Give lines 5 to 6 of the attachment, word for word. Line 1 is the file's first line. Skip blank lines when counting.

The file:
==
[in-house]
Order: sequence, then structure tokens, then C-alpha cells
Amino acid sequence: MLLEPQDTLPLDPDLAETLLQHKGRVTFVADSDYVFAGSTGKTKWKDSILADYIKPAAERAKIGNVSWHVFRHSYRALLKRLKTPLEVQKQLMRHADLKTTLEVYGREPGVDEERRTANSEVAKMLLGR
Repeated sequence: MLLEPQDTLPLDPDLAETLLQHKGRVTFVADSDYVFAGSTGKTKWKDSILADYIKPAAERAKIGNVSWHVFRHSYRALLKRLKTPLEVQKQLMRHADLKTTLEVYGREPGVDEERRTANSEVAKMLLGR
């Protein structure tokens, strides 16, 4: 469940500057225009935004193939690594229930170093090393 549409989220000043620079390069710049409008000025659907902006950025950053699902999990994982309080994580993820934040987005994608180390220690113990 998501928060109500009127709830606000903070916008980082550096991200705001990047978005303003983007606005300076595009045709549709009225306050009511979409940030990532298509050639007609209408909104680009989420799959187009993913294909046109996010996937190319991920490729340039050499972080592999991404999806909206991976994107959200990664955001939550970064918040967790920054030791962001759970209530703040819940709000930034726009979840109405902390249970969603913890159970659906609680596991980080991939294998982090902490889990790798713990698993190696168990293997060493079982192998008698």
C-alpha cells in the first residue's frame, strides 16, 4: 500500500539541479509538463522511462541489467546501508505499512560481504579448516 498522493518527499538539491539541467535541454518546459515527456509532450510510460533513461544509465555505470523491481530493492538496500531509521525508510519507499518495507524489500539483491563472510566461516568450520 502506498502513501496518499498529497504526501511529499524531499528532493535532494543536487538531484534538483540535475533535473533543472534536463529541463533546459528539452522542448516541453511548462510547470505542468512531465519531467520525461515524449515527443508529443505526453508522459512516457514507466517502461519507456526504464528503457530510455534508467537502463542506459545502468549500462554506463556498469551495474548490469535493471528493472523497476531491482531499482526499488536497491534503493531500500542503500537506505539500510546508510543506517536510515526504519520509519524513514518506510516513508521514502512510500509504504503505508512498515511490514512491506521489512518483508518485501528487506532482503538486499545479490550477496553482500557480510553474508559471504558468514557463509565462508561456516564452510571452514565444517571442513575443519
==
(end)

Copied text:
């Protein structure tokens, strides 16, 4: 469940500057225009935004193939690594229930170093090393 549409989220000043620079390069710049409008000025659907902006950025950053699902999990994982309080994580993820934040987005994608180390220690113990 998501928060109500009127709830606000903070916008980082550096991200705001990047978005303003983007606005300076595009045709549709009225306050009511979409940030990532298509050639007609209408909104680009989420799959187009993913294909046109996010996937190319991920490729340039050499972080592999991404999806909206991976994107959200990664955001939550970064918040967790920054030791962001759970209530703040819940709000930034726009979840109405902390249970969603913890159970659906609680596991980080991939294998982090902490889990790798713990698993190696168990293997060493079982192998008698």
C-alpha cells in the first residue's frame, strides 16, 4: 500500500539541479509538463522511462541489467546501508505499512560481504579448516 498522493518527499538539491539541467535541454518546459515527456509532450510510460533513461544509465555505470523491481530493492538496500531509521525508510519507499518495507524489500539483491563472510566461516568450520 502506498502513501496518499498529497504526501511529499524531499528532493535532494543536487538531484534538483540535475533535473533543472534536463529541463533546459528539452522542448516541453511548462510547470505542468512531465519531467520525461515524449515527443508529443505526453508522459512516457514507466517502461519507456526504464528503457530510455534508467537502463542506459545502468549500462554506463556498469551495474548490469535493471528493472523497476531491482531499482526499488536497491534503493531500500542503500537506505539500510546508510543506517536510515526504519520509519524513514518506510516513508521514502512510500509504504503505508512498515511490514512491506521489512518483508518485501528487506532482503538486499545479490550477496553482500557480510553474508559471504558468514557463509565462508561456516564452510571452514565444517571442513575443519